Kim Stanley Robinson on how the coronavirus is rewiring our imaginations

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No one sets a scene as quickly and as expertly as Kim Stanley Robinson – I weep every time I read something by him because he does something in three paragraphs I can’t even do in my own head – but “Science-fiction writers don’t know anything more about the future than anyone else”?

Did he read the novel, Aurora, by Kim Stanley Robinson or just write it? Because it’s bloody well nothing but “humanity will never never able to solve for these problems I have identified, so shut up and stop thinking about that stuff and crawl back down your gravity well”

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There’s that famous story of how Bruce Sterling saw a scorched sky over the gulf of Mexico, and on learning of the burning rainforests that caused it, was inspired to start the Veridian design movement.

I thought of this a couple summers ago when smoke from the columbia gorge fires was making it hard to breathe in Portland, and I would wear an N95 mask to go outside during the worst of it. All the ashes that were falling on car windshields had- just hours before-been bushes and trees and squirrels and stuff, and now it was soot on the window.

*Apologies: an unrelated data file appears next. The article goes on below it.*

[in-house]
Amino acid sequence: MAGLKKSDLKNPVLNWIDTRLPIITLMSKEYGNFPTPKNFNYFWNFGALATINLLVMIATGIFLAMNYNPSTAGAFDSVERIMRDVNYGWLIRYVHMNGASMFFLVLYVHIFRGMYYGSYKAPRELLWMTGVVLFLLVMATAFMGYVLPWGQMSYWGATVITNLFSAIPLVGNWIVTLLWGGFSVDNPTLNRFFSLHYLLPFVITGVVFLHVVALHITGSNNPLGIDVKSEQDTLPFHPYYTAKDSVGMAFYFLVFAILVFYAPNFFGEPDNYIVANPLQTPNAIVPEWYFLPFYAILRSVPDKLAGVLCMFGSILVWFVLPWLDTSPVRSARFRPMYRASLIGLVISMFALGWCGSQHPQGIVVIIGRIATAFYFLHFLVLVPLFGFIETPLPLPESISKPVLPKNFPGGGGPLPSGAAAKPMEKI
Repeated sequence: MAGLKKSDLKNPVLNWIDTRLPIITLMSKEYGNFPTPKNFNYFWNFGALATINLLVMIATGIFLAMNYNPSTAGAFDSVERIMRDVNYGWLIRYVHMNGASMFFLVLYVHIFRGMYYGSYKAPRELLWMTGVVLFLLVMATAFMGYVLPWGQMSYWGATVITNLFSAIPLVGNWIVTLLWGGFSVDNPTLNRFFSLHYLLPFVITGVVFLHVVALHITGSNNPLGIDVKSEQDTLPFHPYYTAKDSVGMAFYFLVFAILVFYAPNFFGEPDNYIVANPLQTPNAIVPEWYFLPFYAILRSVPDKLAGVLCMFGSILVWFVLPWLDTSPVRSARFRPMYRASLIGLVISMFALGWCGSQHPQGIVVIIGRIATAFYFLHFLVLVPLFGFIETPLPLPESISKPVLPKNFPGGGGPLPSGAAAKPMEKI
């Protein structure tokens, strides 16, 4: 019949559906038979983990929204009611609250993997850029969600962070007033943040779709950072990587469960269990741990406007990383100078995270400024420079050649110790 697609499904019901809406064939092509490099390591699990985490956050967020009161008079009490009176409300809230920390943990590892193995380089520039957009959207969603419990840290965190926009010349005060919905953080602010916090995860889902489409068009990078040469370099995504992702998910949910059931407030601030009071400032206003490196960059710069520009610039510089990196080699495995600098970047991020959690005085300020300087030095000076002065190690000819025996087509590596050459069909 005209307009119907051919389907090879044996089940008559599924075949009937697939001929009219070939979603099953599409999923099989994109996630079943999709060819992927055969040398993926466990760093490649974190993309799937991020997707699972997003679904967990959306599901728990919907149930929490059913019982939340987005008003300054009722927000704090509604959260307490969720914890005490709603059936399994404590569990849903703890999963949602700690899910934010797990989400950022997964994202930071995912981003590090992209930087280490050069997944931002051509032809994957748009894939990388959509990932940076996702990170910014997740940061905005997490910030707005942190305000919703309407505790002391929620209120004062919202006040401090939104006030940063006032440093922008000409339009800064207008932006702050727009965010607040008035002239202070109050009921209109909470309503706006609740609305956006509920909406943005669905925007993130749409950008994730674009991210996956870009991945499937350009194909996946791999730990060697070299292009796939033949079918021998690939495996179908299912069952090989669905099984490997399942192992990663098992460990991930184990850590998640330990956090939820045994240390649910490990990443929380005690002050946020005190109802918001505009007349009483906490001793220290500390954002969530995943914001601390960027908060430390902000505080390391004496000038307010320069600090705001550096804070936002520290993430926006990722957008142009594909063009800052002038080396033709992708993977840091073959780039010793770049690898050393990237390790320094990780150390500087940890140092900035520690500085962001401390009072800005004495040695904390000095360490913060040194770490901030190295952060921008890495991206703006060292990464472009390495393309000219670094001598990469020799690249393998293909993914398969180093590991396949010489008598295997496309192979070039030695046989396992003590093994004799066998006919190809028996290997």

People here generally didn’t think that hard about why the sky was broken, choosing to blame a kid with fireworks rather than record temperatures, much as folks today would rather blame the government of China than all the environmental chaos that makes these outbreaks inevitable. Sure, absolutely, there is no direct cause/effect between G5 cell phone networks and Covid 19… but they both spring forth out of the same greed, the same shortsightedness, the same lack of imagination. (G5 does to weather forecasting, what covid does to one’s O2 intake)

If the economy is in trouble because of Covid, it has to be mentioned this economy is already killing the climate. It was never sustainable, and at some level, even the Koch brothers understand it.

It’s not nearly as sexy, but we are going to have to learn to imagine all the things that can go wrong with the same vividness as what we imagine we will enjoy. All the fun we might have on a cruise, offset by all the labor and environmental crimes that happen in order for us to afford it.


It reminds me a bit of the forward to Windup Girl by Paolo Bacigalupi. The inspiration to that novel came from him being trapped in Thailand unable to get home during the SARS panic ten years ago.

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honestly, what i’ve gathered from the COVID 19 experience is not only do we not care about the horizon, too many of us don’t even care about tomorrow… or, really, even, today. too many of us don’t care about people alive right now who won’t be, tomorrow… never mind things that may occur years or decades from now.

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